Photoessay: Two buildings and a break

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For some odd reason, I’ve always thought these two buildings* to be amongst the most difficult to photograph in Singapore – partially because they’re such iconic landmarks that there’s almost no angle or light or weather condition that hasn’t already been exploited; you’re almost afraid to take a photograph because there’s a high chance you’ll just be doing something unoriginal. On top of that, the structures themselves are oddly shaped and the perspectives available at ground level are somewhat limited so that they look very similar from a wide range of vantage points. In the end, I landed up going back to basics: what is the essence of the form and feel of the structure? The result was a series of abstracts of each building. I’ve left what appears to be an unconnected ‘conventional’ image to divide between them, for the simple reason that under the skin: the hardware and M&E doesn’t change. MT

*If you aren’t familiar with Singapore architecture, the two buildings are of Art Science Museum and the Parkroyal on Pickering.

This series was shot with a Hasselblad H5D-50c, 35-90mm and 150mm lenses and post processed with The Monochrome Masterclass workflow.

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My ultimate photographers’ daybag in collaboration wth Frankie Falcon is available here until the end of October, in a strictly limited production run.

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Ultraprints from this series are available on request here

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More info on Hasselblad cameras and lenses can be found here.

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Images and content copyright Ming Thein | mingthein.com 2012 onwards. All rights reserved

Comments

  1. Another interesting aspect is that the first thing I notice about the Parkroyal on Pickering building is it lavish greenery, but you chose to focus on the lines in this essay. The abundance of curves provides a nice counterbalance to the more sharp lines of the ArtScience Museum.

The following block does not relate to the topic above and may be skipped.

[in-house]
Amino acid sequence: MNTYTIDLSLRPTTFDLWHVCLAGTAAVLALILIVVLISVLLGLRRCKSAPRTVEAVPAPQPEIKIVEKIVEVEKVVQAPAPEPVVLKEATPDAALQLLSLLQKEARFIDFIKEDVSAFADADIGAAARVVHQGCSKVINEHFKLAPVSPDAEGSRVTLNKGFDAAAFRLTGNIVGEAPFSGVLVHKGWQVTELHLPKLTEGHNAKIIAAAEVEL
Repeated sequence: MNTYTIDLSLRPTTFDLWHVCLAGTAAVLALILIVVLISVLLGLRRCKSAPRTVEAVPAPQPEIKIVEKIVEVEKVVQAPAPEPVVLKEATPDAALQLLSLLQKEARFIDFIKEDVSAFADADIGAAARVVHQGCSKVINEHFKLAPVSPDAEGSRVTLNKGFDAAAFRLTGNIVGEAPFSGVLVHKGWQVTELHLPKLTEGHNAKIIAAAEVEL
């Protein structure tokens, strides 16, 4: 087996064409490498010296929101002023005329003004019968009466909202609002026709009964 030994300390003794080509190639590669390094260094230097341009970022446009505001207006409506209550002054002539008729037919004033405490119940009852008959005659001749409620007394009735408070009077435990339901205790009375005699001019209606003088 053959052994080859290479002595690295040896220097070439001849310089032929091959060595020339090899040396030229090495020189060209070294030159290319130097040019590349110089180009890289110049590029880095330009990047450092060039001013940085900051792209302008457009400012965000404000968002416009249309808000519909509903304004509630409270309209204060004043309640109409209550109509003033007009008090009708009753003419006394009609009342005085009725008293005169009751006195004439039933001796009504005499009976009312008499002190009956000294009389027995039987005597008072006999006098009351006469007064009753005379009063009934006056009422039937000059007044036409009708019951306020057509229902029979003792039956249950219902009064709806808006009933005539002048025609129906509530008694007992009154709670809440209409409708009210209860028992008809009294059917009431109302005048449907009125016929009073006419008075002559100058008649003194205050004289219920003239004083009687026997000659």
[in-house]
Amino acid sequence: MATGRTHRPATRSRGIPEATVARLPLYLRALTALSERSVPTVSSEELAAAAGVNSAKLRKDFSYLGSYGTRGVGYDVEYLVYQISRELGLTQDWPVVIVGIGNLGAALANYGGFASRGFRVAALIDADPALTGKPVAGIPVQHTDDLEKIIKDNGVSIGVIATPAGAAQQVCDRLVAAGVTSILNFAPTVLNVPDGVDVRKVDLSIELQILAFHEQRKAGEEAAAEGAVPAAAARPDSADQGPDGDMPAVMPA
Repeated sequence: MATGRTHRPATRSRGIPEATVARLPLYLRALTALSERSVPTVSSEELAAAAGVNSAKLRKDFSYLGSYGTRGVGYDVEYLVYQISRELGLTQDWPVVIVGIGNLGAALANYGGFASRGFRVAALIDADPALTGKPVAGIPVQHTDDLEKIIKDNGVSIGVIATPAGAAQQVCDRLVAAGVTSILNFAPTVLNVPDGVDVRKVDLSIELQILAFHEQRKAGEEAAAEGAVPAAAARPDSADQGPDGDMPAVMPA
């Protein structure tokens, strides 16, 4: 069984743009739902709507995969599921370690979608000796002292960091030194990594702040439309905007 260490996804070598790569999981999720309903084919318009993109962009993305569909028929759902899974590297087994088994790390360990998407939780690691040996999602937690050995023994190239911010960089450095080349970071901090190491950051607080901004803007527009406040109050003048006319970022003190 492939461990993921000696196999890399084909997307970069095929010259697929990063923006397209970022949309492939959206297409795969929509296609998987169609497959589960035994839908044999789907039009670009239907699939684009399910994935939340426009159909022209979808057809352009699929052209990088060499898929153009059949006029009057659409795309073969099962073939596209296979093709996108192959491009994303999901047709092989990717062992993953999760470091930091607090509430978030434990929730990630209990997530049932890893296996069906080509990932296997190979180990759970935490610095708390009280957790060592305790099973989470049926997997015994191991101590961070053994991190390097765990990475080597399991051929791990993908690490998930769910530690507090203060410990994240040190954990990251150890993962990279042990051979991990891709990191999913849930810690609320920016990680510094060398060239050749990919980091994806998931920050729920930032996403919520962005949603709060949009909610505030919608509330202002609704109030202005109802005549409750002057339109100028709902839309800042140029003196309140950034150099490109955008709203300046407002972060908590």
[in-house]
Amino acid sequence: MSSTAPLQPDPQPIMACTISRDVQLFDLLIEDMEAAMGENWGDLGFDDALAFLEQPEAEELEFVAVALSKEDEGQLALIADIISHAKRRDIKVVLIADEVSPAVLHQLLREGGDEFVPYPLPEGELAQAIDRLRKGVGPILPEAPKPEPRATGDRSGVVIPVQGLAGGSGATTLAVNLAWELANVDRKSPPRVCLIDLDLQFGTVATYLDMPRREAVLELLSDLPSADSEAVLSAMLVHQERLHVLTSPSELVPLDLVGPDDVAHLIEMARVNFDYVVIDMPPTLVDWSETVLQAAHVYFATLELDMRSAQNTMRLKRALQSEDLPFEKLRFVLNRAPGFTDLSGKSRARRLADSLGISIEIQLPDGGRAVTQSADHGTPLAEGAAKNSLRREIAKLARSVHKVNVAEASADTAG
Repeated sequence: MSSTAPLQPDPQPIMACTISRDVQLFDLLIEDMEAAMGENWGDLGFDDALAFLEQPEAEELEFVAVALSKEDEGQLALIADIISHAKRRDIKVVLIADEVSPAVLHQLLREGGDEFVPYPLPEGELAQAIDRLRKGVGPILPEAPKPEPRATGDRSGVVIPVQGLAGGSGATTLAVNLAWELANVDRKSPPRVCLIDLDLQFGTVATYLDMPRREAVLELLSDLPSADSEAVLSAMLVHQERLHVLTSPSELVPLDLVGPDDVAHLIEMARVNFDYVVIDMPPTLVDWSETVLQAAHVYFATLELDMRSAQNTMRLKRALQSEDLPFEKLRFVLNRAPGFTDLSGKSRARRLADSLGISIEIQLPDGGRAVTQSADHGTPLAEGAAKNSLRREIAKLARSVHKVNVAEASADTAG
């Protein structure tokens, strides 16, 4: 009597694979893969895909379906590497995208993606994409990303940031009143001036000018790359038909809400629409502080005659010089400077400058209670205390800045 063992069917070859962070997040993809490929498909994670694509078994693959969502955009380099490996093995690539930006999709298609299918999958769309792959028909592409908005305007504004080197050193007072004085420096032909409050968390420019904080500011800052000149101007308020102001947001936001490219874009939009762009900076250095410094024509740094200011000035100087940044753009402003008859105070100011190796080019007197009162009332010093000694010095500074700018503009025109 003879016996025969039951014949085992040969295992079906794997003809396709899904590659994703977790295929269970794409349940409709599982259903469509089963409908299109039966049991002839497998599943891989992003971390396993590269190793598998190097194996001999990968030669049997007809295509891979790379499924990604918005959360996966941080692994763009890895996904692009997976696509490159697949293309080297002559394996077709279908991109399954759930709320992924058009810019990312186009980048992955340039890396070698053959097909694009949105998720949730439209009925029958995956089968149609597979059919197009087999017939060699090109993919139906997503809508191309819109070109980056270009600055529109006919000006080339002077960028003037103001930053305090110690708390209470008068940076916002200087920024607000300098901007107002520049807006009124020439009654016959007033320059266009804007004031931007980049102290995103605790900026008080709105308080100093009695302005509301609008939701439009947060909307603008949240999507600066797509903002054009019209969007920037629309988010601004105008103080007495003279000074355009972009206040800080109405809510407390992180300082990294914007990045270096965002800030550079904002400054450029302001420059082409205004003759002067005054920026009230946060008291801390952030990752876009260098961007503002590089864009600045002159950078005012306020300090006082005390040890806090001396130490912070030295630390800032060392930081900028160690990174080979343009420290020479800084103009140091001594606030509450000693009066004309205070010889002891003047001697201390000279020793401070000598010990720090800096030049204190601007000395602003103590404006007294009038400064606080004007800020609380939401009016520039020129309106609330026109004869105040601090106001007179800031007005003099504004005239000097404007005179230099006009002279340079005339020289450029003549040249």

• Actually, I found that if you look closely, the greenery somehow diminishes – there’s less than you think, and more of the illusion of it from the surroundings rather than being incorporated into the building itself…

  2. Very nicely done

  3. The image of the roof is of Parkroyal building? Must be a pretty high vantage point! Can’t see the publicly accessible places where it could be shoot from, interesting 🙂

  4. Junaid Rahim says:

    The light was very cooperating Ming! Your control and not clipping the more reflective areas have enabled the images to be as striking as they are. I think that’s why I particularly like the 2nd and 4th images.

  5. Really outstanding. I’m mentioned the “technological sublime” before, I think. Superb application of your superb product photography skills.

  6. When I see architectural photos that are not literal I remember Ernst Haas quote about transforming an object from what it is into what you want it to be…
    Nice work!

  7. Haha! Sort of like a dive. Looks like you “nailed” the degree of difficulty to me, Ming. Nice work as always.

  8. I practice and practice but I just don’t know how you achieve such control over highlights and shadows. These pics are gorgeous. I will continue to work toward getting anywhere close to what you are able to do. This goes for composition as well. This is an inspiring set. Thank you.

  9. Inspiring, as usual!

  10. Brilliant series.

  11. In the main group of photos, following the text, images two through five are exceptional. Do you see all of those fine changes in tone as you shoot? Or are they found after the fact in culling and processing? I can understand being able to see mid-day sky as nearly black when composing, but predicting the consequences in the bright, reflective surfaces below boggles the mind. At least this one.

    • Yes, I do see them as I shoot – one of the reasons I prefer an optical finder (no EVF I’ve seen has the ability to accurately reproduce these nuances). PP only enhances contrast, it doesn’t create texture.

      Reflective surfaces: look at them through an ND filter. 😉

  12. Ming — These images are striking! I’m especially attracted to the first and fourth images. The various faces of each architectural element are well separated tonally from one another and I think this adds to the abstraction, leaving a clear outline of interesting shapes. Perhaps these structures have been photographed by many before; I don’t think that should hold a photographer back from capturing his or her own insights to the structure. Well done! Frank

  13. Magnificent black and white architectural abstracts that surely provide a fresh, unique representation of these buildings.

  14. Stunning photography, love it.

  15. FULLSPECTRA says:

    Crikey Ming. I love the way you see light! Just beautiful images!!

  16. Wolfgang T. says:

    Wunderfull compositions!I notice that your lastly shot Photoessays are all made with Hasselblad. Do you still use other cams?

    • Yes, but not often. There’s a D810 and 100D still in there for compactness or AF-tracking work, but usually only when I need something the H can’t give me. I probably use the iPhone more than those two, actually. The whole point of the MF switch was to be as close to a universal system for me as possible – no point investing so much into it otherwise.

  17. A fine series of images. I’ll be in Singapore for the first time in a couple of months. Thanks for the inspiration.

  18. richard majchrzak says:

    ooohh oh oh, scaringly wonderful , nice.

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